“Marketing Warfare” is an 80’s best seller from the famed marketing Gurus Al Ries & Jack Trout in which they elevate “Marketing” to a war and through the book talk about competitive positioning and military strategy. But this post is not about the theory of marketing warfare, but about the way to “market” warfare in the context of Geo-political happenings worldwide and in particular post the “Surgical strikes” which India carried out across LOC somewhere in between 28th and 29th of September.
In yesteryears when wars took place between nations, they were reported. These days they are marketed. I am not exactly sure when this trend started but I presume that the seeds for this were sown with the televising of the Iraqi invasion of Kuwait in 1991. And then followed by “global gurus in marketing” – the Americans allowing journalists to be embedded with their troops to capture and report real time military action. And in doing so colouring the view as seen through the American prism. This I believe helped immensely in garnering public opinion in their favour back home and came in handy in political battles. A good example of such proactive communication is the tactical release of the now famous image of Obama and team watching live the ‘Operation Geronimo’ to catch Osama Bin Laden from their war room in the States. I am certain that the image played its part in getting Obama his second term after what was arguably a lacklustre 1st term. So as in conventional marketing where it is not enough to just have a good product but consumers be told of the same, in wars it has become important not just to engage in military action but to win the battle of the minds in the aftermath with astute communication, packaging – in short Marketing!
This is where I feel that India played its cards very well after conducting the “Surgical Strikes” this week. We are told that this is not the 1st time that our military has undertaken such operation along the LOC or across the LOC, but this is certainly the 1st time we made a clear announcement of it and let Pakistan and the world know of the same. Here the 1st principles of marketing as I elucidated before came into play. That of not just carrying out the operation but communicating to the target audience of the same and communicating well. Which straight away helped build the narrative and enhance the image of our Prime Minister as a person who walks the talk. From here on irrespective of what happens, the Modi Government can take credit for having altered the image of India as a soft nation – a baggage we have been carrying for too long.
Not just this – the moves and communication preceding the operation have also been smart. After the Uri attack, the usual platitudes of condemnation followed. And then followed by the now famous statement that “the Army will respond at a time and place of its choosing”. As the talking heads in TV studios started analyzing what it means in terms of actual action on the ground, the Prime Minister while addressing a public rally in Kerala deflected all talks of war/military action by saying that our war with Pakistan must be to eradicate poverty. After this statement by the PM, most pundits started talking of the “return of Strategic restraint” in our nature of response. But most forgot the basic principles of warfare which is “you don’t say what you do and you don’t do what you say”! So I was not surprised that a clear military strike followed though I was indeed taken in by the quick timing.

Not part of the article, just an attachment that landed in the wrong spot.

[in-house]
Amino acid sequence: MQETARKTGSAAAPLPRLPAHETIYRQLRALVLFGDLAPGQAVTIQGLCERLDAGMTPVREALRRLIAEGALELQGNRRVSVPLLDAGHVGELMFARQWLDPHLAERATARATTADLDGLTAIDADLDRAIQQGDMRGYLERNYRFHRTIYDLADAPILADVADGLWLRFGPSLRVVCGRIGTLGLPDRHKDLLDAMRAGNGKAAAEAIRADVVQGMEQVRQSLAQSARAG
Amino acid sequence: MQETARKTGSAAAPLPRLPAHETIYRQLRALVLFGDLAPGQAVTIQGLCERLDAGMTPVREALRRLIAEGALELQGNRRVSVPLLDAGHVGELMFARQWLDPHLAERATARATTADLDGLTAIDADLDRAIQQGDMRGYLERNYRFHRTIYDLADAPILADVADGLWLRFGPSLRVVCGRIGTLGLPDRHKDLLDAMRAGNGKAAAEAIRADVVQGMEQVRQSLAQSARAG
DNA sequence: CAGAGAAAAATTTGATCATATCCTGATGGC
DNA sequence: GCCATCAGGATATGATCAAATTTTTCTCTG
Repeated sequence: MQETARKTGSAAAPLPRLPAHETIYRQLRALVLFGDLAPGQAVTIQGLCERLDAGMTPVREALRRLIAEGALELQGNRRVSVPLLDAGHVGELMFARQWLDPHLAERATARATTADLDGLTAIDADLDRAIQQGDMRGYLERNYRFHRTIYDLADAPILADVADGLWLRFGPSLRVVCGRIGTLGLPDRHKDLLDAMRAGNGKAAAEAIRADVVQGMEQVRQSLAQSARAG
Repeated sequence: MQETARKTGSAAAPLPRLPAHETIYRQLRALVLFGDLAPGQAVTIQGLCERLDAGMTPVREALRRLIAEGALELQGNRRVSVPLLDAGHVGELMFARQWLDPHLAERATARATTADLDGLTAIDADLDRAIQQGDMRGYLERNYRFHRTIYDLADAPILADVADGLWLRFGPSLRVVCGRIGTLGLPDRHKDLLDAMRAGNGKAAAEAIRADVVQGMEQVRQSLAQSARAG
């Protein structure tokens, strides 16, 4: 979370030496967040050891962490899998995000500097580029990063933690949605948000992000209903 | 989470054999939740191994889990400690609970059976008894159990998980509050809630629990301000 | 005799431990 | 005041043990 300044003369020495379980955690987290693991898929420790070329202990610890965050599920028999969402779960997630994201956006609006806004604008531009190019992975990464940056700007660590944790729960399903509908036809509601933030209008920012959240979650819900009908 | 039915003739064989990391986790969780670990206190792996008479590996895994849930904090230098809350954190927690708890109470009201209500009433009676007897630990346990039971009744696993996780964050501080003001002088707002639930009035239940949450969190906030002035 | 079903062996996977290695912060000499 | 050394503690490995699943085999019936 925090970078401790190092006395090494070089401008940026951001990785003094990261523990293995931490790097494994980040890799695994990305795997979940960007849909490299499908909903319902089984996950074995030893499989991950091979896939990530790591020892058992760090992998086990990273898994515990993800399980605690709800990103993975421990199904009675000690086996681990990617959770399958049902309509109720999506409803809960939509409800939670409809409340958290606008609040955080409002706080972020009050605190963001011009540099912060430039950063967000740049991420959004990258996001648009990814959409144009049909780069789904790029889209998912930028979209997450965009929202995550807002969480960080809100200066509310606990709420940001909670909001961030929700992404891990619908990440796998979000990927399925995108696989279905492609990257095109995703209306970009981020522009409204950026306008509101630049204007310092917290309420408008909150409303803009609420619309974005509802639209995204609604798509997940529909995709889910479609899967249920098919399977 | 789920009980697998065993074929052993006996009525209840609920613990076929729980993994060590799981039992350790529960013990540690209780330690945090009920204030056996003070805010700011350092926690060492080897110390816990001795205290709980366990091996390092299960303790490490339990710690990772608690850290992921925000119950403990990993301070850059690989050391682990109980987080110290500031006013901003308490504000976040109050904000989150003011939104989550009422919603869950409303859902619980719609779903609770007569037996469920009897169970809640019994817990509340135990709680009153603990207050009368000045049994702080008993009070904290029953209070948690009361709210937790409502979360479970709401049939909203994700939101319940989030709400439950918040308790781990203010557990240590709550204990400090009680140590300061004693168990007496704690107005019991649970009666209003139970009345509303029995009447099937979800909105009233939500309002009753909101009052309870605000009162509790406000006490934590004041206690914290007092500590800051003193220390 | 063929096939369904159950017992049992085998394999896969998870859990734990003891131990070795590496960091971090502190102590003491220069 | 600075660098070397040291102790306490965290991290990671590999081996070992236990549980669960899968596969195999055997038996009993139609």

On the other hand on the Pakistani side it has been utter confusion in terms of communication. While the PM Nawaz Sharif “Strongly condemned the unprovoked and naked aggression of Indian forces resulting in martyrdom of two Pakistan soldiers along LoC” the press release from Rawalpindi military HQ dismissed the strike as a routine “cross border strike initiated and conducted by India”. And interestingly brought in a “marketing” element by claiming that “This quest by Indian establishment to create media hype by “rebranding” cross border fire as surgical strike is fabrication of truth”!!! So while the Pakistani military establishment understood the concept of “Branding/Rebranding”,.. they walked into the trap which India laid.
India conducted the operation, “branded” it as a “Surgical Strike” and informed the world of the same. Pakistani military establishment and the Government openly echoed different views of the same. Now the question is – can you take to a level of serious military escalation after having dismissed the Indian operation as a border skirmish? In ensuring a muted response to the operation from the International community, India has successfully controlled the post operation narrative so far.
The Government having done its part so far carefully and smartly with effective controlled communication (the presser was addressed by DGMO and the MOE spokesperson jointly) could have reigned in the media from hyperventilating the whole night on Prime Time. There was an unwanted competition among anchors that night as if there was a “Kaun Banega Nationalist Anchor” competition! I believe there was some communication the next day from the Govt. to channels to pull back the rhetoric!
The back cover of the book Marketing Warfare says “Marketing is war. To triumph over the competition, it’s not enough to target customers. Marketers must take aim at their competitors and be prepared to defend their own turf from would-be attackers at all times”. I would like to paraphrase the same and say “Today, War is marketing. It’s not enough to just win the war but to win the narrative after the war”.
P.S: Everyone who has seen US presidential debates knows that the real show begins after the candidates have said Goodnight. And that is in the “Spin Room” where cherry picked faces from both sides give a spin on what their masters actually said and meant in the debate!!! It’s a war out there, you see!!!